Smaller, cheaper cars are more fun-to-drive than bigger ones

Smaller, cheaper cars are more fun-to-drive than bigger ones

05/07/2020

We are mostly under the impression that to buy a fun-to-drive car, one has to spend a lot of money. Actually, that’s not always true. In many cases, cheaper + smaller cars are more fun-to-drive than the larger, more expensive ones.

Golden Rule = It’s more fun to drive a slow car fast than a fast car slow.

Take a look at this video by James May on the Fiat Panda, where he explains the concept. “It’s not about how much power you have, it’s about how much power you can use!

This is also a bit unique to India. That’s because the more powerful and the bigger the car, the harder you need to concentrate on your surroundings. The roads may be narrow, and you have to be wary of the random pedestrians, two-wheelers and rickshaws that come your way. Heck, owing to our driving conditions, you cannot even redline an E350d limousine in 3rd gear because you run out of road quickly….forget a proper sports car!!

GTO has frequently mentioned of the fun that he’s had with an Alto K10 / Swift on the Lonavla ghats. Cars are more fun to drive at the limit, and smaller cars with lesser power reach their limit earlier than the pricey ones. After driving BHPian Blackwasp’s Maruti 800, Moderator Aditya commented that he hadn’t had that much fun while driving in a long time (note: this is a guy who test-drives 2 new launches a month).

It’s not just about the power. The size of the car also plays a major role. Shorter the wheelbase, the more fun to drive it is on curvy roads. For example, the chuckable Swift will make you grin on ghat roads far more than a Ciaz. Rides with short wheelbases have a smaller turning radius and can corner tighter than equivalent vehicles with longer wheelbases. In this post of his BMW M2 Competition, BHPian Reesnat talks of how the M3 loses out on the small car handling / charm that comes with the M2. The bigger the car, the more weight it carries as well, and that extra weight reduces the performance and fun factor.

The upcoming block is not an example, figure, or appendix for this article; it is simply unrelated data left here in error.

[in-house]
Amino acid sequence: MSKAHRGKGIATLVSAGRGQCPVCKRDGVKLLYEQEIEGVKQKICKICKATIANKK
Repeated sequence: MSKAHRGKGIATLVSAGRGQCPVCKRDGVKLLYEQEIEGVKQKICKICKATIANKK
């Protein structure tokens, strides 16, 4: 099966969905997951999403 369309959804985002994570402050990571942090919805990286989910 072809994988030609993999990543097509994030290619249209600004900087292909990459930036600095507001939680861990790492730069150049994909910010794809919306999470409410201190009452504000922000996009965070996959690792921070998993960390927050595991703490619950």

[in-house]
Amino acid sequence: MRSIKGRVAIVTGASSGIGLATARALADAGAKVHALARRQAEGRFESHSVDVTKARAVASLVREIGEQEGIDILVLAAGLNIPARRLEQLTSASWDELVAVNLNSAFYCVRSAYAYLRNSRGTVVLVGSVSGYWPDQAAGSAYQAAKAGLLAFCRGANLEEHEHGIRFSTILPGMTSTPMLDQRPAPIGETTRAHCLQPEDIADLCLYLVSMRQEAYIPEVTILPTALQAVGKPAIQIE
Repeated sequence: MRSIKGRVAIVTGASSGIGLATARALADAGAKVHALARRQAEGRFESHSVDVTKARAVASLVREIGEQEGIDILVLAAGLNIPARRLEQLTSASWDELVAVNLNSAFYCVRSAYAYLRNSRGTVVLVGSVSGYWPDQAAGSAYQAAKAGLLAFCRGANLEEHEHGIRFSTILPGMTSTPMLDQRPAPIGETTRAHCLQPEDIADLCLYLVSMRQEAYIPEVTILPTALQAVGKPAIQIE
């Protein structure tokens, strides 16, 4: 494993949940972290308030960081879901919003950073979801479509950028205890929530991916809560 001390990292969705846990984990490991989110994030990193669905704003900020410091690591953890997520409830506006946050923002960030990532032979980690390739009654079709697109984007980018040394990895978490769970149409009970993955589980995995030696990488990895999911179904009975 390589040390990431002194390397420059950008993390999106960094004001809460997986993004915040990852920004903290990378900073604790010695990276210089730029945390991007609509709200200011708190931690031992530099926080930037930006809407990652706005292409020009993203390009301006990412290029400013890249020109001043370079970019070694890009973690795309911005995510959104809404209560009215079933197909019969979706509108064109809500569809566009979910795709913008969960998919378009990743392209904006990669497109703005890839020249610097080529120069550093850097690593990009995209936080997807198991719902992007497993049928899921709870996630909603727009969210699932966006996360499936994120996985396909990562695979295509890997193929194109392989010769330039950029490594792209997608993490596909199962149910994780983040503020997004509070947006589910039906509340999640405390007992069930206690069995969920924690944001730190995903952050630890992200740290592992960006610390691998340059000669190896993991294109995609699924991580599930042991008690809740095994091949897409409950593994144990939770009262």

Further, you might push a smaller car harder, as parts on the larger ones burn a hole in the pocket. That’s why Mahindras & Gypsys offroad deeper than Landcruisers whose headlamps cost over a lakh. The list goes on & on:

• A Tiago JTP is so much more fun than say, a Harrier.
• For pleasure, give me an Octavia (especially the vRS) over an A6 or A8 any day.
• A hot hatch like the Abarth Punto will lead to more smiles than most cars costing twice or thrice as much.
• Figo Sports on your favourite mountain road over a Honda City.
• Go for a 200 km drive in an Etios 1.5. Do the same in a Yaris or Corolla, then come back & tell me which one you enjoyed more (1000 bucks says it’s the economy sedan).
• Remember the small & tight Fiesta 1.6S? GTO says there is no C segment sedan that’s more enjoyable, even today.
• C-Class over the LWB E-Class, any day.
• Believe it or not, a Mini Cooper S is more fun than a Ferrari in India (much to the dismay of teenage boys reading this thread).

The same holds good for Crossovers & SUVs as well. Smaller monocoque SUVs like the Compass / Seltos are car-like to drive than bulky body-on-frame SUVs like the Fortuner / Endeavour, which suffer from height, weight and body roll. There is simply no contest in speed or cornering capability.

These are the reasons why sporty cars costing under Rs. 1 crore (like the Cayman & M2) give more pleasure than a large & over-the-top supercar like a Lamborghini Aventador in India. Added advantage = something like the Ford Mustang can be enjoyed even on your daily office commute, you do not need a racetrack for it. Try that in a Veyron.

Of course, there are several exceptions to the rule too, but I hope the point is made = it’s not necessary that more money should always equate to more pleasure. Enthusiasts on a budget can have a blast too!

Thanks to the M2 review for inspiring this thread!

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